Comments are very important in your programs. They are used to tell you what something does in English (you will be amazed how quickly you forget the details of your program).
Indentation is important in python. You will see several examples of it in python. In this particular example is the function convertF(). The lines in the function are a separate code block. The block of code in our example are indented four spaces (hit Tab), which is a typical amount of indentation for Python.
python function/method requires () even if there are no arguments, that is what distinguishes it as a function. Also why one has to type "quit()" rather than "quit" to exit interactive mode.
The variables "ratio" and "constant" are forgotten as soon as the function is finsihed. Try to print them out .. Notice that unlike (Tf) (which you access the value of with convertF(myTc) ), the variables (ratio and constant) are internal variables and you will get complains from python that the variable is not defined. Meaning python does not know the values of ratio and constant after the function has done its work.
In the previous example we converted from centigrade (Tc) to fahrenheit (Tf) for one value at a time. Suppose you would like to do the same for 40 values (i.e. 0,1,2,3,4 ... 40)
So in this example you probably can enter them one by one. Fortunately there is a more effective way of doing this by using a for-loop. A for-loop allows us to loop through a list of values for a given variable. The for loop in this example uses the range function range function
#Convert from centigrade to Fahrenheit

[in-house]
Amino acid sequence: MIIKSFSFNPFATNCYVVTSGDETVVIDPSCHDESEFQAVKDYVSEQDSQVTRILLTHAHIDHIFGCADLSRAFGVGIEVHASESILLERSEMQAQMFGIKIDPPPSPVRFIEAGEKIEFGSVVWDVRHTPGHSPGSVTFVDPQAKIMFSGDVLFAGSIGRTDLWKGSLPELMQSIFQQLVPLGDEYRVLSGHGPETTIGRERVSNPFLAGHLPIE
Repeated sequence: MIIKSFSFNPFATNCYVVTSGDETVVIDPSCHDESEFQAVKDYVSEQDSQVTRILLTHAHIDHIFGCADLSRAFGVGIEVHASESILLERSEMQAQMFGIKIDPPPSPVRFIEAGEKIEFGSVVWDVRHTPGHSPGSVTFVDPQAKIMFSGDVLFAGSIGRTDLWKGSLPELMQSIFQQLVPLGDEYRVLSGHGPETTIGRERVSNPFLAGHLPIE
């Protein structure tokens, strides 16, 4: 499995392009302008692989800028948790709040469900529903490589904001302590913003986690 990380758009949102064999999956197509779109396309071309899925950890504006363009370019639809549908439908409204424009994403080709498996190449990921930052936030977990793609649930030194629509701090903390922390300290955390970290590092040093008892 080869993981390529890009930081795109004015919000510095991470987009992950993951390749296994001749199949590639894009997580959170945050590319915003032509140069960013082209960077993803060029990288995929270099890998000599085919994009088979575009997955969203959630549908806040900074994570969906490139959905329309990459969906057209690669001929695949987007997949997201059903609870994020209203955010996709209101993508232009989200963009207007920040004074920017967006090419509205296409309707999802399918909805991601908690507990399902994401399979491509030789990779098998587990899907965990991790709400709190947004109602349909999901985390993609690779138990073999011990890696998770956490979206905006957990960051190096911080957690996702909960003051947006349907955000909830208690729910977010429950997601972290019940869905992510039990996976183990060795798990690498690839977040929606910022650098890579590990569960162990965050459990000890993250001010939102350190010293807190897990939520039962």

Tf = 9/5.0*Tc + 32.0
# The following are examples of for-loops.
# Generate 40 values from 0 to 40 with a step of 1
# range(first, last, step)
for i in range(0,41,1):
Tc = i
print (Tc, Tf)
Note the importance of indentation in the for-loop as well. Explore what the following range functions do range(4), range (10,20), range (-10,-50,-10).
Suppose you would like to use power and logarithmic functions, trigonometric functions, hyperbolic functions..
Many of these functions are available in the math module.
You can use all the math built in constants and functions by importing math at the begenning of your module either by typing:
>> import math as ma
and later on in your program calling ma.cos(0) for example.
>> from math import *
here we are importing all elements from the math module.
In this excercie figure out what the following functions in math do:
atan2(x,y), hypot(x,y), degrees(x), radians(x).
There are other very useful packages for scientfic computing like NumPy and SciPy to name a few.. We will get to explore the advantage of using in later labs.
Assignment due next Monday by noon
Write a python file that will calculate where x goes from 0 to 180 in steps of 10 degrees. Let your program print out all the values of x and sin(x) in degrees. Submit the code sin.py
Write a script that contains two functions. One that would convert cartesian to polar coordinates.
You would give it (x,y) and it will return (r,phi). The other will converts polar to cartesian coordinates this time you will feed it (r, phi) and it will return (x,y). test your code if it works. Submit a code called polcar.py .
what does the function fc do.
b = 1
for a in range(1,n+1):
submit your answer in a file called function.txt .
Problem 4 (BONUS).
Write a script that calculates the mass of a sphere given a radius r and mass density according to the formula
Assume to be 8.05 g/cm3.
Your script will define a function as shown in the lab exercises.
Use the script to find the mass of a sphere of radius r = 1 mm. Let your program require you to enter the value of r from the command line in units of mm. The output of your code should be the mass in g. Print out the mass including the unit. Submit code mass_sphere.py .
Back to main Physics 2235 page